I would like to extend a welcome back to all golfers for the 2018 season. The Haymaker is in great early season shape thanks to the hard work of our maintenance staff.
I would like to start by addressing the most commonly asked question this time of year; “What’s up with the greens”? Every season we begin aerification on the greens ASAP. No other process on the course receives more scrutiny and ire than aerification. It goes without saying that this cultural practice is aggressive and has an undesirable effect on the surface of the greens. It’s difficult to convey to players that the long term benefits of the process far outweigh the temporary inconvenience but I promise you that this process is the most critical step to guarantee that Haymaker’s greens continue to thrive for years to come.
- Allows water to move into the soil profile more efficiently
- Increases the space available for oxygen to enter the green, this promotes healthy roots early and prepares the greens for heavy traffic and maintenance
- Removal of organic matter from the upper profile of the green. At Haymaker our greens are USGA standard putting greens built upon a sand base. We continually remove the organic matter from the upper portion of the green and fill the voids with topdress sand to keep the organic levels in check. When organic levels increase the thatch layer can act as a sponge holding moisture and creating a potential for disease.
- And finally, aerification alleviates compaction caused by traffic from both maintenance practices and play throughout the golf season. This also softens the surface allowing them to be more receptive to approach shots.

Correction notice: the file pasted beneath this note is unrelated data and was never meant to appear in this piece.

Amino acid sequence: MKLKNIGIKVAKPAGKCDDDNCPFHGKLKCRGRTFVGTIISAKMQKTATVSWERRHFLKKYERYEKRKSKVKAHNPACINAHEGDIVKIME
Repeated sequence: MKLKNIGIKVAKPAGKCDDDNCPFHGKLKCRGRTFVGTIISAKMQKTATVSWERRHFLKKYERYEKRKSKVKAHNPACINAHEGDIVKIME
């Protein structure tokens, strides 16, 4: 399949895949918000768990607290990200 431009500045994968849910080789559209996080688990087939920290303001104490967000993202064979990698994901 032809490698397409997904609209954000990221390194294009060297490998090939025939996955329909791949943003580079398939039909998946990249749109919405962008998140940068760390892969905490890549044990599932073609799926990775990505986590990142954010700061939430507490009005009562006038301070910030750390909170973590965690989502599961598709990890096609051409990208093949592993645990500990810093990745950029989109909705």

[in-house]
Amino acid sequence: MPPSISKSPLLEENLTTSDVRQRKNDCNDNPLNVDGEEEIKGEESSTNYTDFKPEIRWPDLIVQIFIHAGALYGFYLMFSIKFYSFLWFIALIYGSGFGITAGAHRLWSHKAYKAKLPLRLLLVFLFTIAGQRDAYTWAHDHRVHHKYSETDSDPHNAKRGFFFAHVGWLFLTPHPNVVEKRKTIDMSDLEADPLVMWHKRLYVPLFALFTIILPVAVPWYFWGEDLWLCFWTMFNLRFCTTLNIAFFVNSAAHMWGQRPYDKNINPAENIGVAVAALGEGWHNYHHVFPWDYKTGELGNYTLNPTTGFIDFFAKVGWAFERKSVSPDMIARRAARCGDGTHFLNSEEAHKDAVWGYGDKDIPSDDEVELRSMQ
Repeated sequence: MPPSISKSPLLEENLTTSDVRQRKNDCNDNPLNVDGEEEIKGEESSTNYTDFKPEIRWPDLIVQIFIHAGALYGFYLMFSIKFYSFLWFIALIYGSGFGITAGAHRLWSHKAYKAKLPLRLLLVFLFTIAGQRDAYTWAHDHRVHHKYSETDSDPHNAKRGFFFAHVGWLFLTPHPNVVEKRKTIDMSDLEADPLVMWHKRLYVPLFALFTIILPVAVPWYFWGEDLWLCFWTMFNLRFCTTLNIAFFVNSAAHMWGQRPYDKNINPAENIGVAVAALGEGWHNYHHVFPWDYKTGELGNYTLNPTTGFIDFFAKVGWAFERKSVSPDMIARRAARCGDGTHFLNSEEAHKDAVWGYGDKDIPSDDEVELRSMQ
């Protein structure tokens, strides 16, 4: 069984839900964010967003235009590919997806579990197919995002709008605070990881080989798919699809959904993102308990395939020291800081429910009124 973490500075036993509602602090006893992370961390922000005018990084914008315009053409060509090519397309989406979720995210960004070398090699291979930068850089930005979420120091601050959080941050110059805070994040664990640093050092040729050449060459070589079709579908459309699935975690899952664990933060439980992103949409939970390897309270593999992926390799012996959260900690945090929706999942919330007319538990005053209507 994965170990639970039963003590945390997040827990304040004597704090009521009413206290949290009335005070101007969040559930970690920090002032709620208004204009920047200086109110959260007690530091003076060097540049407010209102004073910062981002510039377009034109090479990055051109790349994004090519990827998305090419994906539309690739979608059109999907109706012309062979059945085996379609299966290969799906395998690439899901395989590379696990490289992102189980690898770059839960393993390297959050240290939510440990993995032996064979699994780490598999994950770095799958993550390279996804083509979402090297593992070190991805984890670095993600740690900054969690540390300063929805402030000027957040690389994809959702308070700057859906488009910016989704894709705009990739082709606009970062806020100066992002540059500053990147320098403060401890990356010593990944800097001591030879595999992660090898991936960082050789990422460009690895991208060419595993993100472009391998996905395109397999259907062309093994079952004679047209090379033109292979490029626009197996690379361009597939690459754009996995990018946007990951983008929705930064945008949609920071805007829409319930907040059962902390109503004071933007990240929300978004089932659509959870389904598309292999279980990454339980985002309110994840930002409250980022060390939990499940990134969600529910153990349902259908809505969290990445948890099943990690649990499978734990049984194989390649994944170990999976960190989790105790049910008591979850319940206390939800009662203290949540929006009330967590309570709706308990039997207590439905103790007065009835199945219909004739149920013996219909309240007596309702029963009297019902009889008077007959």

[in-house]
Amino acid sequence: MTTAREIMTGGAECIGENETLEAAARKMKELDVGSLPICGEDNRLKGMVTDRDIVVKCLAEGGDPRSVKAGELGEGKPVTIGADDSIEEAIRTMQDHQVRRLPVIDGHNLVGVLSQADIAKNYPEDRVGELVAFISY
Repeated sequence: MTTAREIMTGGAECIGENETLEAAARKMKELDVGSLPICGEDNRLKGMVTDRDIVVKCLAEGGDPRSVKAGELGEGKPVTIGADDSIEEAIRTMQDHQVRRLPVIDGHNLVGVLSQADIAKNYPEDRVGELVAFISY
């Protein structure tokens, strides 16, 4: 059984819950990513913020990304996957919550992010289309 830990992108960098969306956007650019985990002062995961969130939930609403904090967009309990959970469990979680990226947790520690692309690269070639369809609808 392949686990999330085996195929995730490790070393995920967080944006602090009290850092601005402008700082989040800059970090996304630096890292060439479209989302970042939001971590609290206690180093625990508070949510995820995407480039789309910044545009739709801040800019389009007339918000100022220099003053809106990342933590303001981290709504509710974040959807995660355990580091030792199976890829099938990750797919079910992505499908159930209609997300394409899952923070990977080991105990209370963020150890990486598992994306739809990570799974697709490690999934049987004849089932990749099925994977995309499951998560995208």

Where are we now and what’s the next steps for the greens?
Every season the greens react differently to aerification. Most of this has to do with a combination of weather and nutrient recovery/overlap from seasons past. Our approach to nutrition is not on a whim but rather is calculated and planned from a soil analysis that’s done every season to see what we do or do not lack as far as micro and macro nutrients are concerned. What this means is that when the greens wake up from a winters’ nap we feed them exactly what they require to put them in an optimum state for growth and recovery. This season what we seemed to lack from said combination was that soil temps did not climb as quickly as we would have liked. Now that soil temps are on the rise and the bentgrass is fed, the greens are beginning to fill in nicely and growth has taken off.
The next step for the greens is a gradual lowering of the mowing height and our first vertical cutting. At the moment our greens are at our highest height which is .187” or 3/16”. On Saturday morning the mowers will be lowered to .171” or 11/64”. The following Saturday,6/2, our greens mowers will be brought down to our target height for the summer months of .156” or 5/32”. The lowering of the greens mowers in combination with scheduled rolling will dramatically increase the rolling distance of your putt (greens speed) and also provide a smooth and uniform surface.
Our first vertical cutting of the greens will take place on Tuesday and Wednesday of next week 5/29 and 5/30. This will also help get a clean clip on the greens and even out the surface. If you are interested in reading about the vertical cutting process at Haymaker it is posted on Turf Talk from 2017.
Our goal every season is to afford customers at Haymaker an opportunity to play quality and consistent greens. The month of May is always a bit frustrating for both players and the maintenance staff as we all want the greens to recover quickly. In short time we’ll be there and you can bet that that 10 foot left to righter will do exactly what you read.
Stay tuned for upcoming plans and projects in the month of June.
As always thanks for your patience and support,
Adam Sando, Assistant Superintendent Haymaker Golf Course